State Dept. vs. CNN: War of the Words

 State Dept. vs. CNN: War of the Words

The PR Verdict: “A” (PR Perfect) for the State Dept. for its unusually aggressive language. CNN is facing full PR heat.

The State Department and CNN are embroiled in a an ugly fight over the recovered journal of Chris Stevens, the late Ambassador to Libya, who was killed in a deadly attack on the US embassy. Using unusually strong language, State Dept. spokesman Philippe Reines said that when it comes to airing the contents of the journal, “CNN patting themselves on the back is disgusting” and that the cable news network “needed to be convinced to do the right thing.” CNN is now on the defensive. Has it been ethically caught out?

While the sequence of events is unclear, what is known is that CNN got hold of Stevens’ journal and used it in its reporting. Explaining that the journal was found four days after the attack, CNN says it notified Stevens’ family “within hours after it was discovered.” From there, the story gets messy.

The State Dept. says the network “completely ignored the wishes of the family” and reported on the contents of the journal before returning it to the family, despite the family’s repeated requests that nothing be used until they had a chance to review its contents. CNN went ahead with its story, saying it “felt there were issues raised in the journal which required full reporting.”

The PR Verdict: “A” (PR Perfect) for the State Dept. for its unusually aggressive language. CNN is facing full PR heat.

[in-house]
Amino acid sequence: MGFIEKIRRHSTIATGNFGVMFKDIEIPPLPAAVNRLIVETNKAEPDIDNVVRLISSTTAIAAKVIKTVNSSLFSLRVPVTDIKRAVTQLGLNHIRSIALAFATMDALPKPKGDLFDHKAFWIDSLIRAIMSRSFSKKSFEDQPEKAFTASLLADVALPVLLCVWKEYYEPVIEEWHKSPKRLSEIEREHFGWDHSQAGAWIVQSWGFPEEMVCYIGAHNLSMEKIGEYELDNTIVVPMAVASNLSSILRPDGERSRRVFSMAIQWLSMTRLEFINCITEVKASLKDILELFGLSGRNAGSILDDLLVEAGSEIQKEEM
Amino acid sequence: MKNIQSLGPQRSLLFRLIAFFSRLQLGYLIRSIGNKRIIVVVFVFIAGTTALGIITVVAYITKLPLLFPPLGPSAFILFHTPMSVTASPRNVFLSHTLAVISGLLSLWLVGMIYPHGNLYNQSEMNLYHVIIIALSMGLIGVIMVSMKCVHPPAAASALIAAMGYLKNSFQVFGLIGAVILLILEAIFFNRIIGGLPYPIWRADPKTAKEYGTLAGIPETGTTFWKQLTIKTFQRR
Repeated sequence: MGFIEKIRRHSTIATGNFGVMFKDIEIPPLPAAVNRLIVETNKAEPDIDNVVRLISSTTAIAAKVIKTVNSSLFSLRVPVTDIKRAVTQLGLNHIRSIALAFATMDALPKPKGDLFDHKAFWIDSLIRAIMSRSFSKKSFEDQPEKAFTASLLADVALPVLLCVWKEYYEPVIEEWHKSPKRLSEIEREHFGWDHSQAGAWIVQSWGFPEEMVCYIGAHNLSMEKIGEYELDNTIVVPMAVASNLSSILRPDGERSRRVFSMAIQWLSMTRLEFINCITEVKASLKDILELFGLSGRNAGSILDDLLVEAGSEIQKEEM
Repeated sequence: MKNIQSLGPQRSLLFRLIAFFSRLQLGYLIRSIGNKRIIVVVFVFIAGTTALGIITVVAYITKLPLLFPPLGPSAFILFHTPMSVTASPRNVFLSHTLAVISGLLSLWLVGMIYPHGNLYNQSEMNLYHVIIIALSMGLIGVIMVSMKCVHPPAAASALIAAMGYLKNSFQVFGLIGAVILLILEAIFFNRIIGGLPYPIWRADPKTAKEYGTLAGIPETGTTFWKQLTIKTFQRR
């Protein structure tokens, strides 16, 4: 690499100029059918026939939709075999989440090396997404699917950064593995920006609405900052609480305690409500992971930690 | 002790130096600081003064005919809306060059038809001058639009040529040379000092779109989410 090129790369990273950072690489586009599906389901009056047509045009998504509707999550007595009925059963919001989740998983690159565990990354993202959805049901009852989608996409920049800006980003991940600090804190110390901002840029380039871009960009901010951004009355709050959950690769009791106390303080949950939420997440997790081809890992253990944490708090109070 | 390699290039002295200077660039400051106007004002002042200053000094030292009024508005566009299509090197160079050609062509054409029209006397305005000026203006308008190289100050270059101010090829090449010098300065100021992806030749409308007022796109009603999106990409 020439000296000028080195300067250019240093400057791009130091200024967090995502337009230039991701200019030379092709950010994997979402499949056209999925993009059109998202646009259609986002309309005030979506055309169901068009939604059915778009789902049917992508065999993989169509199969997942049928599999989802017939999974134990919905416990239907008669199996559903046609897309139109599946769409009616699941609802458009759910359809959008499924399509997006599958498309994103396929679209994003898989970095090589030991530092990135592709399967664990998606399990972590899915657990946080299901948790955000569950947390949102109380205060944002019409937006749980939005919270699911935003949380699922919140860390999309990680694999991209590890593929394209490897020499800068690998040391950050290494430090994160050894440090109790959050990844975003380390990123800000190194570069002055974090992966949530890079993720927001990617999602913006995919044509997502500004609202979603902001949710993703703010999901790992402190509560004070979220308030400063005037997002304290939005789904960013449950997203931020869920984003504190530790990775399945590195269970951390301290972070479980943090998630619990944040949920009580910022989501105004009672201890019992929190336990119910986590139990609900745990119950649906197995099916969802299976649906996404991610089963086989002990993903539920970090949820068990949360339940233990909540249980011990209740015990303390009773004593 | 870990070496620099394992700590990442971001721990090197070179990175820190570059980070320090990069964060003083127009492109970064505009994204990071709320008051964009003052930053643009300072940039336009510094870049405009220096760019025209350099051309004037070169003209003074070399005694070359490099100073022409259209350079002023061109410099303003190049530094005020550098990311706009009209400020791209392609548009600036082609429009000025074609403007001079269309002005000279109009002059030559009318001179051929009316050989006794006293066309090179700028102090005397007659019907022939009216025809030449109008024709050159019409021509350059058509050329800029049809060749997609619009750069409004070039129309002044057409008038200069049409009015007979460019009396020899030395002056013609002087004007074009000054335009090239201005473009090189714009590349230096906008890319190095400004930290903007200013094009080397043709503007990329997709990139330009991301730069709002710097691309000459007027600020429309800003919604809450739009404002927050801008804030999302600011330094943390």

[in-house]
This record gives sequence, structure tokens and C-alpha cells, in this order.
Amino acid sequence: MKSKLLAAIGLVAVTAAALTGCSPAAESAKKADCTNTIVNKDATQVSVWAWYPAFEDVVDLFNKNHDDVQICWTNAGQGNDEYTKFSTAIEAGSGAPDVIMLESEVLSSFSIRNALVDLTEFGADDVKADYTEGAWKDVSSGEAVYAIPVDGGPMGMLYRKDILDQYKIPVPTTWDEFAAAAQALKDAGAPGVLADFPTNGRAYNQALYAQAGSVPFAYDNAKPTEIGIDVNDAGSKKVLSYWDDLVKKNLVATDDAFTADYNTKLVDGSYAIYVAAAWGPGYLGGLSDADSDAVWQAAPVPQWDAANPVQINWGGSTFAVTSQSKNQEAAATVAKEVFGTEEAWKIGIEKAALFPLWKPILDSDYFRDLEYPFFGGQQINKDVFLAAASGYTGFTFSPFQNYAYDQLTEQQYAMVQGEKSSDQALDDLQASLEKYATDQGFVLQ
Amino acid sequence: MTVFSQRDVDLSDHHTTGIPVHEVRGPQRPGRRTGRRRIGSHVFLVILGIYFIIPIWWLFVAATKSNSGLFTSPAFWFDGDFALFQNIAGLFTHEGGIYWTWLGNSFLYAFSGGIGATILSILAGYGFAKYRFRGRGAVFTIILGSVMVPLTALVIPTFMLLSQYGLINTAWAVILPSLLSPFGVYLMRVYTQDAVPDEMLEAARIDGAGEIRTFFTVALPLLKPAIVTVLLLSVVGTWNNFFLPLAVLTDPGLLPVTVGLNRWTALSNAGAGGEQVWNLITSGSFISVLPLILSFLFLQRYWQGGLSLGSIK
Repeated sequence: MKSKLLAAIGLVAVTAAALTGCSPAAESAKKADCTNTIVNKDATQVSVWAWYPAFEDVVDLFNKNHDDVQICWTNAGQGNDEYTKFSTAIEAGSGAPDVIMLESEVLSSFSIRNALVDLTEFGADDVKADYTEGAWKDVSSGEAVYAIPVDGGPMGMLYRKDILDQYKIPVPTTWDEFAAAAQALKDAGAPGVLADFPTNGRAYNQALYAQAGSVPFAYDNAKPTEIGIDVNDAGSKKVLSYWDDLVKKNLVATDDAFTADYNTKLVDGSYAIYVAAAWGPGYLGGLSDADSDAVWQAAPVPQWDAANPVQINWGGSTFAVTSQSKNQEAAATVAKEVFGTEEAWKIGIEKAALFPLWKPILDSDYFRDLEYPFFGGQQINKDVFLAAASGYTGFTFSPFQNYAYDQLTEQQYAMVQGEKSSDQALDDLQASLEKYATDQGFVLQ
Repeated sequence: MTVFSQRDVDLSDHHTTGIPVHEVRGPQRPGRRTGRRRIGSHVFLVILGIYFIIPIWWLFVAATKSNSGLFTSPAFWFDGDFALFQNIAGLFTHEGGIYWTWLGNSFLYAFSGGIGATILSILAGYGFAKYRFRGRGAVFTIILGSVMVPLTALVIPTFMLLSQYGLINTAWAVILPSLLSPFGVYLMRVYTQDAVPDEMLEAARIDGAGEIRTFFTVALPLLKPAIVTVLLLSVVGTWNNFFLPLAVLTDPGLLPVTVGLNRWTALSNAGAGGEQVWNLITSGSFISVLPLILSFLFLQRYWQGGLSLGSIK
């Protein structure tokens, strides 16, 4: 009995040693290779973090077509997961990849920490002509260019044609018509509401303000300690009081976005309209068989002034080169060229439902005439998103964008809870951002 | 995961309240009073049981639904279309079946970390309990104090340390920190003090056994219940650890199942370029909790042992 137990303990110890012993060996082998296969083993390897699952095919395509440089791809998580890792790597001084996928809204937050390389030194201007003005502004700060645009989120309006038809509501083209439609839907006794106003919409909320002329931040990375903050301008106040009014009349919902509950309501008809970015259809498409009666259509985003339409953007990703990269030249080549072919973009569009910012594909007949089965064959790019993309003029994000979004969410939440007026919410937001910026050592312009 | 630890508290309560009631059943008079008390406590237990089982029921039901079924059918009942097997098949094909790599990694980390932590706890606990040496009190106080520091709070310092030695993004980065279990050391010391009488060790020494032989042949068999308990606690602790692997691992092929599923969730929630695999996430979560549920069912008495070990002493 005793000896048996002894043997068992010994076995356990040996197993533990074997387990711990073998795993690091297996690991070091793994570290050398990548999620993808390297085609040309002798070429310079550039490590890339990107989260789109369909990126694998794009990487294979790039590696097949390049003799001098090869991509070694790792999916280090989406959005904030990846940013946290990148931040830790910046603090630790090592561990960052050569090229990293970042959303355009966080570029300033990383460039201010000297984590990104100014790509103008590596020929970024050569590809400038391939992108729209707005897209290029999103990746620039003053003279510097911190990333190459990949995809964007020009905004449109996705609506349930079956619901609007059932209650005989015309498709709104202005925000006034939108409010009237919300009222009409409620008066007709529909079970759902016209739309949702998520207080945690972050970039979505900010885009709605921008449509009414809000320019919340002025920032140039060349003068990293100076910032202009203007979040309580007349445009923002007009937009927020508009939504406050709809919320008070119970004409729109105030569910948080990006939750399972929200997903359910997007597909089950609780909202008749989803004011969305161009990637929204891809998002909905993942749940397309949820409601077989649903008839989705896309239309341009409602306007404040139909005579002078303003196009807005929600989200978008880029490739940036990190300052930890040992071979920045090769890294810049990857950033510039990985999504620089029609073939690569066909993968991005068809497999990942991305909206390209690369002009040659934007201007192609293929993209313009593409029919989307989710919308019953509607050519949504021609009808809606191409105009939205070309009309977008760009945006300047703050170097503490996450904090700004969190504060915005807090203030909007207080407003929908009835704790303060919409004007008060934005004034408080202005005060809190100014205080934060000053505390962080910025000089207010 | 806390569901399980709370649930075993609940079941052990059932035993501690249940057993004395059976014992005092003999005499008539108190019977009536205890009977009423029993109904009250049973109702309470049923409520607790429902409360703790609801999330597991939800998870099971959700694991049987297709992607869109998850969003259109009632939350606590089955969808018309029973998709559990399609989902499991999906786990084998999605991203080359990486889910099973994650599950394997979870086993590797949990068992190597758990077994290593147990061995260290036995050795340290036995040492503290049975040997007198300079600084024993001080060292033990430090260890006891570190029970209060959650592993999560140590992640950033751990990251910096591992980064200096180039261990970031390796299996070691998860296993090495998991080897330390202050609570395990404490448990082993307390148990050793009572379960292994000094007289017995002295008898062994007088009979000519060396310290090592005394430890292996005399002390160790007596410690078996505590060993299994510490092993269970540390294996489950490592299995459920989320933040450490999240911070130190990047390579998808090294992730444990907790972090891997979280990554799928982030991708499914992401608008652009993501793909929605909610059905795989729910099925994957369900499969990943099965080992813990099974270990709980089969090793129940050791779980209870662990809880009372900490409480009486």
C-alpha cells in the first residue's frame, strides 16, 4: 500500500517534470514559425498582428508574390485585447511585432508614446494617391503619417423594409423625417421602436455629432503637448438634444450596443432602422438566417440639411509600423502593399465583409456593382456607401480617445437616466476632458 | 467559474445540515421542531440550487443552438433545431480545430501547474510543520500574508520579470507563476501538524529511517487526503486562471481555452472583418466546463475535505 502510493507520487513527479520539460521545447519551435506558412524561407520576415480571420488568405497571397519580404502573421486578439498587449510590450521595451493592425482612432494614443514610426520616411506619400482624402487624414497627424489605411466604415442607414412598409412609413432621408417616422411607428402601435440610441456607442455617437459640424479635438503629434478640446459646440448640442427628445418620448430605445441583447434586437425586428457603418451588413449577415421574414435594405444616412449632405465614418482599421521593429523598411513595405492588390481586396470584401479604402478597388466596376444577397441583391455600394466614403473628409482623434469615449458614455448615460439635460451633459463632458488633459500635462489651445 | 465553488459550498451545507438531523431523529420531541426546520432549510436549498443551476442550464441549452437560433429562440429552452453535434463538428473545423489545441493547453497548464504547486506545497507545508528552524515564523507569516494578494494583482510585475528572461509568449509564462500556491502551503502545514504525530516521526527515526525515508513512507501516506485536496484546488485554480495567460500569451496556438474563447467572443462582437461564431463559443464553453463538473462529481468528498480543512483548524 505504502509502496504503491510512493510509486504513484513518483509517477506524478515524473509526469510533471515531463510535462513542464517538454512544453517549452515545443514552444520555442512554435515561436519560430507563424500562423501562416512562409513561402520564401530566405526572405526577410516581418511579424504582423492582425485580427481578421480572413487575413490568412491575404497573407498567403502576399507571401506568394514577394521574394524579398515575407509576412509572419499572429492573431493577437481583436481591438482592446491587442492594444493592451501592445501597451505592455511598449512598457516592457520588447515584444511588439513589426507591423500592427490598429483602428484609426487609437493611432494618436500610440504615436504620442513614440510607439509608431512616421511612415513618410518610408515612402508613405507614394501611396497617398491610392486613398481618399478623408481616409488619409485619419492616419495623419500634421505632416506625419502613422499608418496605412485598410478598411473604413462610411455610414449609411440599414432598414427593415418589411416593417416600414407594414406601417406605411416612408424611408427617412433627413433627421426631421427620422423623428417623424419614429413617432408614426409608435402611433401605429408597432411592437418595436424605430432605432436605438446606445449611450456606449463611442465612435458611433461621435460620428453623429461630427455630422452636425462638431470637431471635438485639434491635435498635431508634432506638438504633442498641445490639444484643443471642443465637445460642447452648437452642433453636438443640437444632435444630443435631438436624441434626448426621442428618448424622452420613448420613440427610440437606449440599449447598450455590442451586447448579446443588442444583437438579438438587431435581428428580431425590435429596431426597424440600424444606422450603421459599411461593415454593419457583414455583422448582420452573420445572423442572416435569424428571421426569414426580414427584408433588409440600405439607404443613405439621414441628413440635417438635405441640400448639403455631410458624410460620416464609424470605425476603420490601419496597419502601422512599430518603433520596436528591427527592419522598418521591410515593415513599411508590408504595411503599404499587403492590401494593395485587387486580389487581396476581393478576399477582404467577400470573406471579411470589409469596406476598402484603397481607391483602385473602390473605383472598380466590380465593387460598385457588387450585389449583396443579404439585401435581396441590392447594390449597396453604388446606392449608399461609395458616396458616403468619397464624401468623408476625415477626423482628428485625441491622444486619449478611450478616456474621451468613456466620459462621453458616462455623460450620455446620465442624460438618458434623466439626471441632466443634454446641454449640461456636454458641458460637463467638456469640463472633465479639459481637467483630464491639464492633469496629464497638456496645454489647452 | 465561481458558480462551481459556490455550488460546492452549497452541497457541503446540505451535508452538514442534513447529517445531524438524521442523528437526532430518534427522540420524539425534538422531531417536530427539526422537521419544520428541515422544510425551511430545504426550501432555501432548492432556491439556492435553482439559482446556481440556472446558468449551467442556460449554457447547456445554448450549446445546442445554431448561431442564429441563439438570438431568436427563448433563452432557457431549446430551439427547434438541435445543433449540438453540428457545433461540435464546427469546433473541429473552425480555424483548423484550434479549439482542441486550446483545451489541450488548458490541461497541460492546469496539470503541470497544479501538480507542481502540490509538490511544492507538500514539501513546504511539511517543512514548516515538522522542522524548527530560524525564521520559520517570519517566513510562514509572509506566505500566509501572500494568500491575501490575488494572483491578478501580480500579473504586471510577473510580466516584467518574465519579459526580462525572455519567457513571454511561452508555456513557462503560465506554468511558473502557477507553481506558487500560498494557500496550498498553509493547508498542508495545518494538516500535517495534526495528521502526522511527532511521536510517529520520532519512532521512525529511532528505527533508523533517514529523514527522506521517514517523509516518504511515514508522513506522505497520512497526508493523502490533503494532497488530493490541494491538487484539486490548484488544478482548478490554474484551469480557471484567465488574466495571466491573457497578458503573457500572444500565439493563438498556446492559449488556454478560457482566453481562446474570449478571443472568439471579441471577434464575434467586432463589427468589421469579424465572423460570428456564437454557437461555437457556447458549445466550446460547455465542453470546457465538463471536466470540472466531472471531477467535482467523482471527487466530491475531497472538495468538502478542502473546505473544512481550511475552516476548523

The PR Takeaway: Self-interest rarely wins the PR battle. Having passed the journal’s contents around a newsroom and only then asking the family for permission for its use puts CNN in a ethically challenging spot. Unless CNN can get some ringing endorsement from the Stevens family, it has lost this PR battle. The State Dept. has the clear upper hand in this case, speaking on behalf of the family of the slain ambassador. Meanwhile, CNN is left looking like it might benefit from a refresher course in ethics and common decency.

Was Stevens’ journal fair game for journalistic reporting, or should CNN have abided by his family’s wishes? Give us your PR Verdict!

Wall Street Journal’s Cowardly Response

 Wall Street Journals Cowardly Response

The PR Verdict: "D" for the Wall Street Journal.

Is that as racy as love letters get?  E-mail correspondence between Brett McGurk, President Obama’s nominee for U.S. ambassador to Iraq, and his then-paramour Gina Chon, a reporter for the Wall Street Journal, has members of Congress very excited. For the rest of us it’s hard to see what the fuss is about.

The e-mails, dating from 2008, were posted anonymously this week on Flickr–bad timing for McGurk, a top adviser on Iraq who is currently going though congressional approval for the job of US ambassador. Congressional members are concerned that while McGurk was working on tough negotiations with Iraqis, his future wife Chon covered the talks for the WSJ. Could he have leaked to her classified information?  If so, they’ll have to try to stay awake while reviewing e-mails such as McGurk’s “I had a very good day with the Iraqis–the best yet. Can’t tell you about it of course. But you should definitely stay past Sunday.” Chon’s reply: “Stop being such a tease!”